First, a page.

Thirty-seven years ago today Mount St. Helens in southwest Washington erupted in a gigantic explosion that killed nearly 60 people and injured scores of others, as well as causing millions of dollars of damage.
Boise State Public Radio reporter Norm Gunning experienced the event firsthand as an assignment editor at KOIN TV, the CBS affiliate in Portland, just 60 miles south. Through archived audio quotes, Gunning walks us through the events of the day and how his colleagues and station covered the breaking news at the time.
During the year of 1980, the mountain had several lesser eruptions starting at the end of March, but the big one came at 8:32 a.m. on May 18. Even though some kind of eruption was expected, the intensity came as a complete surprise.
Portland State University Geology professor Dr. Leonard Palmer went on the air in the KOIN TV newsroom after returning from a flight over the mountain. He described this scene:
“The entire top of the mountain, of course, is blowing consistently, probably since about 8:30 this morning when the first eruptions occurred, and blowing about two miles above the crest of the mountain.”
Before the eruption, St. Helens had been a picture-perfect, snow-covered peak with the scenic Spirit Lake at its base. But massive ash and gas flows generated by the eruption rapidly changed the landscape.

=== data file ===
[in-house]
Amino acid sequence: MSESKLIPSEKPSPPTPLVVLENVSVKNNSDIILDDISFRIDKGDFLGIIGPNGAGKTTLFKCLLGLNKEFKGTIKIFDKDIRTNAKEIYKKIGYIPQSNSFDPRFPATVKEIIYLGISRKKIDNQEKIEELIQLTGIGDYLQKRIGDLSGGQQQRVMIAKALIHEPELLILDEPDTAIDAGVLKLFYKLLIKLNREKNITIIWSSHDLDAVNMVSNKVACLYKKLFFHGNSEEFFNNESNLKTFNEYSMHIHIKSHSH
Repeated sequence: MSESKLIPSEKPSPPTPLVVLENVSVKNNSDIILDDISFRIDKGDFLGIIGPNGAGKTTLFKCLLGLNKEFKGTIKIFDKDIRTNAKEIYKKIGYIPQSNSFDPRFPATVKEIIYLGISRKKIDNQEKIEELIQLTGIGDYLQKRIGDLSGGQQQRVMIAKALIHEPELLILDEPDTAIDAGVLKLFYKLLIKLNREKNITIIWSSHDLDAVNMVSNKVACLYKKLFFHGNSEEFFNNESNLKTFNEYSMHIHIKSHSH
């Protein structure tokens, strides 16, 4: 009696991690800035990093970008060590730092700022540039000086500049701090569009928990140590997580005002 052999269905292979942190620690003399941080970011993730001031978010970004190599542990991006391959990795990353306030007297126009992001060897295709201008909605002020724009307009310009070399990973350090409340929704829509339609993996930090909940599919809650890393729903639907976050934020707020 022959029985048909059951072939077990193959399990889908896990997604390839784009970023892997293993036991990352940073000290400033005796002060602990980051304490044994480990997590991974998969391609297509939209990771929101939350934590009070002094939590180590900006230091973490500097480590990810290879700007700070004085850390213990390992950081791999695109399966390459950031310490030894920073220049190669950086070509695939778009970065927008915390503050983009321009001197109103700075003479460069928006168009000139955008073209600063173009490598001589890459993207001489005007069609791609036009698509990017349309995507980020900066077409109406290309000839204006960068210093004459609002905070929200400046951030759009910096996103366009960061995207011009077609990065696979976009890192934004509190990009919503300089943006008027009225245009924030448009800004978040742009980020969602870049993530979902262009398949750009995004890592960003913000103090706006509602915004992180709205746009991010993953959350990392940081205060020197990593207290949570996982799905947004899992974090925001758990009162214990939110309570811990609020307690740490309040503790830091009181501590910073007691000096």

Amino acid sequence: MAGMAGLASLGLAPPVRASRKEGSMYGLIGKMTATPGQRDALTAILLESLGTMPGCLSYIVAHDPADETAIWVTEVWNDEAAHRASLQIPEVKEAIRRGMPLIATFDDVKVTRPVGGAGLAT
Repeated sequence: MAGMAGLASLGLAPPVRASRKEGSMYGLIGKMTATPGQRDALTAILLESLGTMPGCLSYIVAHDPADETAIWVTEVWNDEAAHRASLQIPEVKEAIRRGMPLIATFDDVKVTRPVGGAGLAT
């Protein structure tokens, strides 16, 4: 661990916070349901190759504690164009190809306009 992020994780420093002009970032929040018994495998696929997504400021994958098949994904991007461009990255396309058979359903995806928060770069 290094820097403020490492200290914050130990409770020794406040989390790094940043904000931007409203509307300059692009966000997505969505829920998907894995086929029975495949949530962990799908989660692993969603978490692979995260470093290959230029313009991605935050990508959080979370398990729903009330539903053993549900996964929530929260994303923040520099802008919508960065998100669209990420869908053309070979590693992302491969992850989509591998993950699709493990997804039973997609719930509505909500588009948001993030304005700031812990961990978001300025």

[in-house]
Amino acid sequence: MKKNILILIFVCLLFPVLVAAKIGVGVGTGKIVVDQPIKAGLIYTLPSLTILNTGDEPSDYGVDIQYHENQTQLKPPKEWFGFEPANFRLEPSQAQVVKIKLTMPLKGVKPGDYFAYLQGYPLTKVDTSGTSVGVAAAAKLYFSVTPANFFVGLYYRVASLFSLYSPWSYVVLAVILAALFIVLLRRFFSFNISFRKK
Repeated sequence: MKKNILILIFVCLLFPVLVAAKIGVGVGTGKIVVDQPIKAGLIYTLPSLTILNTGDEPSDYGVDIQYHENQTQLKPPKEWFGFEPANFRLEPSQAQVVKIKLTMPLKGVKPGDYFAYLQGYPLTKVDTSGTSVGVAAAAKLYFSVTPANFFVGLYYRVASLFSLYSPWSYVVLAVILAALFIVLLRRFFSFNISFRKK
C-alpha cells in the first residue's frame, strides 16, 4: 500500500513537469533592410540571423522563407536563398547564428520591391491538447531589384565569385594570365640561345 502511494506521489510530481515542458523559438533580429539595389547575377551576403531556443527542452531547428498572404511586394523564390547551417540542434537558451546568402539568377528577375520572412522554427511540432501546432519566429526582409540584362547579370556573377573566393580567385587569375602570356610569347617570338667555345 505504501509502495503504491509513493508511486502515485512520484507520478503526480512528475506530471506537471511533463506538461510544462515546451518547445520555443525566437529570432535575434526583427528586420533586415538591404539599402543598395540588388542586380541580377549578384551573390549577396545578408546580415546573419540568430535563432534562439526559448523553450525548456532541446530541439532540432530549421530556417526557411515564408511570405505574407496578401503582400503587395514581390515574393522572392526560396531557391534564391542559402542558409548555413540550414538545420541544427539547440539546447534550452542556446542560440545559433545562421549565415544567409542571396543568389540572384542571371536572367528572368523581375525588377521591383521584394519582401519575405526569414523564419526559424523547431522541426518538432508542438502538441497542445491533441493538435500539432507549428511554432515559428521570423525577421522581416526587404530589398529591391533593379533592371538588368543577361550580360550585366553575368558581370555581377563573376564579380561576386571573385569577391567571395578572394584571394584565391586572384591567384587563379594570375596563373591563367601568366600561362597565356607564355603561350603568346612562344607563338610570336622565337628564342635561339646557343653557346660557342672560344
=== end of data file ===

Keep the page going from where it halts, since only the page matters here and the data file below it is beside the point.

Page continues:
“I think what we’re seeing,” Dr. Palmer said from his flight, “is something that would probably be a hot ash fall into Spirit Lake. I think it does not look good for people in that area now.”
It soon became apparent the landscape had changed, and the mountain was a killer.
Major Dave Mullins of the Washington Army National Guard had just returned from a helicopter trip up the Toutle River Valley when he spoke to KOIN reporter Allan Breese:
“And the mud probably is, in some areas, is a quarter-mile wide,” Mullins described. “It’s just taken everything in the valley with it. And we started noticing that the forest on every side was totally lying on the ground, just miles and miles and miles of devastation.”
The effects of the eruption were felt hundreds of miles to the northeast as the airborne ash blocked out the sun.
“It is as dark as night over there, northeast of the erupting Mount St. Helens,” reported KOIN TV anchor Kirk Matthews at the time. “Reports from the scene indicate it’s still pitch dark outside and residents are warned to stay inside.”
The KOIN TV crew and other northwest news media would continue to cover the eruption and its after affects for months and years – a task that sometimes brings an emotional response from reporters to this day.
For more local news, follow the KBSX newsroom on Twitter @KBSX915
Copyright 2017 Boise State Public Radio